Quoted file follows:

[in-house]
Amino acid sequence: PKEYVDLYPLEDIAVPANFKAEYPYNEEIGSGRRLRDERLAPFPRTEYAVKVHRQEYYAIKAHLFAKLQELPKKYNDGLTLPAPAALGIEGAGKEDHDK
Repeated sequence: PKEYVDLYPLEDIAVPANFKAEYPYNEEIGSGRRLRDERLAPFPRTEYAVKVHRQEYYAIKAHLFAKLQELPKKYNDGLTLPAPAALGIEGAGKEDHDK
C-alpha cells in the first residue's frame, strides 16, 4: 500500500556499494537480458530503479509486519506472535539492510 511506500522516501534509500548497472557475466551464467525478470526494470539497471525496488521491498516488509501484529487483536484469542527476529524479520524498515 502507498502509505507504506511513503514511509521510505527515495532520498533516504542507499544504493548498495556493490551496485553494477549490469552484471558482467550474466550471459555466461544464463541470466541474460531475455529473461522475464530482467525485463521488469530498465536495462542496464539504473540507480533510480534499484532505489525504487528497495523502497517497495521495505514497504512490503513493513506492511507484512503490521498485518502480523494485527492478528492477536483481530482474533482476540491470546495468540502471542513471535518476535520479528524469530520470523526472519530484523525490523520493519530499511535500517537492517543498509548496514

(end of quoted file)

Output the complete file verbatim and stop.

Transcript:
[in-house]
Amino acid sequence: PKEYVDLYPLEDIAVPANFKAEYPYNEEIGSGRRLRDERLAPFPRTEYAVKVHRQEYYAIKAHLFAKLQELPKKYNDGLTLPAPAALGIEGAGKEDHDK
Repeated sequence: PKEYVDLYPLEDIAVPANFKAEYPYNEEIGSGRRLRDERLAPFPRTEYAVKVHRQEYYAIKAHLFAKLQELPKKYNDGLTLPAPAALGIEGAGKEDHDK
C-alpha cells in the first residue's frame, strides 16, 4: 500500500556499494537480458530503479509486519506472535539492510 511506500522516501534509500548497472557475466551464467525478470526494470539497471525496488521491498516488509501484529487483536484469542527476529524479520524498515 502507498502509505507504506511513503514511509521510505527515495532520498533516504542507499544504493548498495556493490551496485553494477549490469552484471558482467550474466550471459555466461544464463541470466541474460531475455529473461522475464530482467525485463521488469530498465536495462542496464539504473540507480533510480534499484532505489525504487528497495523502497517497495521495505514497504512490503513493513506492511507484512503490521498485518502480523494485527492478528492477536483481530482474533482476540491470546495468540502471542513471535518476535520479528524469530520470523526472519530484523525490523520493519530499511535500517537492517543498509548496514